Virat Kohli understands his role in the team perfectly and does not require a lot of attention from the coaches, said India batting coach Vikram Rathour. Kohli on Wednesday scaled unprecedented heights when he smacked his 50th ODI century and went past the legendary Sachin Tendulkar in terms of getting most tons in the format. Kohli scored 117 here at the Wankhede Stadium to fire India to a massive 397 for 4, the highest-ever total for any team in the history of World Cup semifinals.
The total proved beyond New Zealand’s reach as they folded for 327 in the penultimate over of their chase with Indian pacer Mohammed Shami taking 7 for 57 to do the job for India again.
“He (Kohli) understands his cricket and we just help him prepare,” Rathour told the media here on Wednesday after India qualified for the World Cup final with a 70-run win over New Zealand.
“If he needs to ask anything he comes and asks, otherwise we let him be. He knows what he has to do now, that he needs to get in the right mindspace and he is in a good mindspace. He bats the way he wants to.” Rathour said the mood in the dressing room was of delight as Kohli’s century propelled India into the first World Cup final in 12 years.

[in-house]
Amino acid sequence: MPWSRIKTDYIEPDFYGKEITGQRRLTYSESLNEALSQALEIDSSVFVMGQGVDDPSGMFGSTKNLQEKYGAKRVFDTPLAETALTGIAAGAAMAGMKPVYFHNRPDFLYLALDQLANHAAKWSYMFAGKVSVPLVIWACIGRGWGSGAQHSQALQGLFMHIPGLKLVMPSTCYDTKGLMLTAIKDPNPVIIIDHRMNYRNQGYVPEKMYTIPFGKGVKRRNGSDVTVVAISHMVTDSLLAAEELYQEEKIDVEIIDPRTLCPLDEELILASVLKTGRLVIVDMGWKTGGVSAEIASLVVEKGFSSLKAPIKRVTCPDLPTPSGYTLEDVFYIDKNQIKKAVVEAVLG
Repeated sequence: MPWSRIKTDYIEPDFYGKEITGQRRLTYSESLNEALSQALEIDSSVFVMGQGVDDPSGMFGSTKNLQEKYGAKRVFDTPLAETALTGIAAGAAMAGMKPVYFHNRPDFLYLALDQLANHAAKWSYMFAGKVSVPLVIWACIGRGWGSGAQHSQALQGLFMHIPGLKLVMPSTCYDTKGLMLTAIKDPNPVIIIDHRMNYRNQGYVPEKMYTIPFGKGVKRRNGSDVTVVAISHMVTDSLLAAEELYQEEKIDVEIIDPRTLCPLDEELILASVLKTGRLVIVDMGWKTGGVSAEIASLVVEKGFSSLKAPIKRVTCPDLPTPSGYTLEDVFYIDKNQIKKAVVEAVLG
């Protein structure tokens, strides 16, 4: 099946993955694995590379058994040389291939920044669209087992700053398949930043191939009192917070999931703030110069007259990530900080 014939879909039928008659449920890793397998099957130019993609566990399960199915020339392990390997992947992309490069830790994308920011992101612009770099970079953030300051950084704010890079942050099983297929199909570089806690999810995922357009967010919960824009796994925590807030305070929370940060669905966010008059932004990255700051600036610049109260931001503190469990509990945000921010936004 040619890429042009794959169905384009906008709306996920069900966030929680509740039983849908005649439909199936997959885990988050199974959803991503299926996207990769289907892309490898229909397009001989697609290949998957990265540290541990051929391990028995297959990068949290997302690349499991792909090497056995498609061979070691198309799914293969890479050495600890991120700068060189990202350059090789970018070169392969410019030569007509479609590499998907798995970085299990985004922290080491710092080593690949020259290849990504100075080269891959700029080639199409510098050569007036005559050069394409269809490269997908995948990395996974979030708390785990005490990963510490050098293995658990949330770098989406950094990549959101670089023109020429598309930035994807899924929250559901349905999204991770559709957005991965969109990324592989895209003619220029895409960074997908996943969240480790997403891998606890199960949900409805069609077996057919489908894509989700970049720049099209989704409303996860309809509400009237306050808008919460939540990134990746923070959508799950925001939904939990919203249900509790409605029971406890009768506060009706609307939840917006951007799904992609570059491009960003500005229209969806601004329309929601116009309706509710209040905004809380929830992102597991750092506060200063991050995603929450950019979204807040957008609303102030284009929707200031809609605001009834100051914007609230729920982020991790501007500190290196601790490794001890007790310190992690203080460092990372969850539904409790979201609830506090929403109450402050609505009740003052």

“More importantly winning the semifinal and getting into the final, that was really good. Of course, Virat scoring his 50th hundred was really special. He keeps working really hard on his cricket and fitness. He is still really hungry to score more runs,” he said.
The former India opener said being able to execute their plans well has been the success mantra of the team under Rohit Sharma.
“They all have been working really hard and prepared well for this tournament. It is good to see that all the game plans have been executed well. We always believed that we have a very well-settled and intelligent batting group. We adapted very well to the conditions and situations,” he said.
Rathour said the Indian team management deserved credit for keeping players like Mohammed Shami and Ravichandran Ashwin in the right mindframe despite the two experienced campaigners not getting enough matches.
“He (Shami) is a special bowler, he is bowling really well. The reason why he missed the first few games is due to the combination we were looking to play – it was tough to get him into the team.
“The credit again to the management, he was in a great mindspace even when he was not playing. We can see the best spinner in the world sitting out,” he said.
The India batting coach revealed that since the time Hardik Pandya was ruled out of the World Cup, he has been working more with the Indian tailenders including Kuldeep Yadav.
“Since we had an injury to Hardik, we knew that our batting maybe slightly short. Those are the four people I have been really working hard with. They have been working hard, they actually ask to get batting (practice),” he said.
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